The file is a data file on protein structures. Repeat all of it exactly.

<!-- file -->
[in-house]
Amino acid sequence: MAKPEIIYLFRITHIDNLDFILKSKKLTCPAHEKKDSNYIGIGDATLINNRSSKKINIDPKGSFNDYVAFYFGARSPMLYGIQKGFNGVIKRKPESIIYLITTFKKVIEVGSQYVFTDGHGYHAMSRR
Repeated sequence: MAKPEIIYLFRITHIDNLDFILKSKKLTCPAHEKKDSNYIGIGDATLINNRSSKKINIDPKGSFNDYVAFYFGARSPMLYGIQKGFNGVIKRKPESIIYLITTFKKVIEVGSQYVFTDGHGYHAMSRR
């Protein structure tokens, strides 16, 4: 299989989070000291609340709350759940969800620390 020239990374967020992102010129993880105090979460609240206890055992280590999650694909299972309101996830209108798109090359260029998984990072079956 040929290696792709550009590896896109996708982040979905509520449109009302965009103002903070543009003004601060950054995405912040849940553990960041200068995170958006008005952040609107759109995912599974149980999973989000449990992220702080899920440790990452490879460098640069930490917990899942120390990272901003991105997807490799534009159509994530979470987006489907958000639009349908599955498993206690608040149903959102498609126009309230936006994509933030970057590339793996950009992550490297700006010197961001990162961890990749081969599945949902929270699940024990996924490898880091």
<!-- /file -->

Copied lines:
[in-house]
Amino acid sequence: MAKPEIIYLFRITHIDNLDFILKSKKLTCPAHEKKDSNYIGIGDATLINNRSSKKINIDPKGSFNDYVAFYFGARSPMLYGIQKGFNGVIKRKPESIIYLITTFKKVIEVGSQYVFTDGHGYHAMSRR
Repeated sequence: MAKPEIIYLFRITHIDNLDFILKSKKLTCPAHEKKDSNYIGIGDATLINNRSSKKINIDPKGSFNDYVAFYFGARSPMLYGIQKGFNGVIKRKPESIIYLITTFKKVIEVGSQYVFTDGHGYHAMSRR
């Protein structure tokens, strides 16, 4: 299989989070000291609340709350759940969800620390 020239990374967020992102010129993880105090979460609240206890055992280590999650694909299972309101996830209108798109090359260029998984990072079956 040929290696792709550009590896896109996708982040979905509520449109009302965009103002903070543009003004601060950054995405912040849940553990960041200068995170958006008005952040609107759109995912599974149980999973989000449990992220702080899920440790990452490879460098640069930490917990899942120390990272901003991105997807490799534009159509994530979470987006489907958000639009349908599955498993206690608040149903959102498609126009309230936006994509933030970057590339793996950009992550490297700006010197961001990162961890990749081969599945949902929270699940024990996924490898880091």